Brining the chicken for this dish (from New York City’s Gramercy Tavern) before cooking yields remarkably tender and savory meat.
These pillow-soft gnocchi come from Boston’s Sportello.
Redolent of rosemary, chiles, and balsamic vinegar, this sweet-and-sour dish is based on one from McGill College student Amanda Garbut.
Our favorite method for whole roasted fish is a Portuguese-inspired preparation that combines red snapper, sausage, potatoes, clams, olives, and fennel.
This beautiful Russian pastry combines cod, salmon, rice, and herbs to create a delicious and unique dish.
Use wild Pacific Chinook salmon and the freshest vegetables you can find for this dish.
French chef Paul Bocuse's idea of encrusting fish filets with "scales" of potato has been widely copied.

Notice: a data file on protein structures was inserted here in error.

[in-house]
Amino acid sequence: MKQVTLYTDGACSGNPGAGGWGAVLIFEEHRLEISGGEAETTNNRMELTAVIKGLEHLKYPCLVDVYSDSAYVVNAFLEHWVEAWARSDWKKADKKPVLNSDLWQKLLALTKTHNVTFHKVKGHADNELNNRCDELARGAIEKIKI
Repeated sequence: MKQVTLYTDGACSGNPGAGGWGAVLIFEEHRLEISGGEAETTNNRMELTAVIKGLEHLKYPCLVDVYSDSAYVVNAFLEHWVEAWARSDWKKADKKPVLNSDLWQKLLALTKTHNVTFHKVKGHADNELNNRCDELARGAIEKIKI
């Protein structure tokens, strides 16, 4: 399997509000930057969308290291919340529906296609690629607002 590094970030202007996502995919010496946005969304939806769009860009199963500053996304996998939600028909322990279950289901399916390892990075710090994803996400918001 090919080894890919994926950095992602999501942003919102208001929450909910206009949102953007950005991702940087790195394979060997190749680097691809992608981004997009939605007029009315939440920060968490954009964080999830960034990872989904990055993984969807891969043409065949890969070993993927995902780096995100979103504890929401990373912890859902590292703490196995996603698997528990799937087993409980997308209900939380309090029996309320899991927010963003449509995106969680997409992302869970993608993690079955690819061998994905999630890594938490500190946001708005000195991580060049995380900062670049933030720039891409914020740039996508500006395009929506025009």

This is an adaptation—by Dirt Floor Cellars chief (and Cakebread Cellars chef) Richard Haake—of a traditional Neapolitan specialty. The dish's name literally means crazy water.
Though it may seem French-inspired, this soup is based on two of the most basic vegetables of the traditional Irish diet.
This soup was probably invented to use up the offal from the lamb or kid to be roasted for the Easter Sunday feast.
The liberal use of olive oil makes this a surprisingly light and sweet side dish.
This epic Genoese tart was traditionally made with 33 layers of dough—one for each year of Christ's life.
Stanley Tucci’s 1996 film, Big Night was inspired by his mother’s Italian specialties—dishes like this one.
The ubiquitous Veracruz sauce in this recipe features olives, jalapeños, and, on special occasions, capers.
The recipe for this traditional Easter dish came to us from a true Roman, who got it from her mother.
Fresh young fava beans signal the beginning of spring and all its glory.
This rich, savory Lowcountry “per-loo” is a Charleston favorite.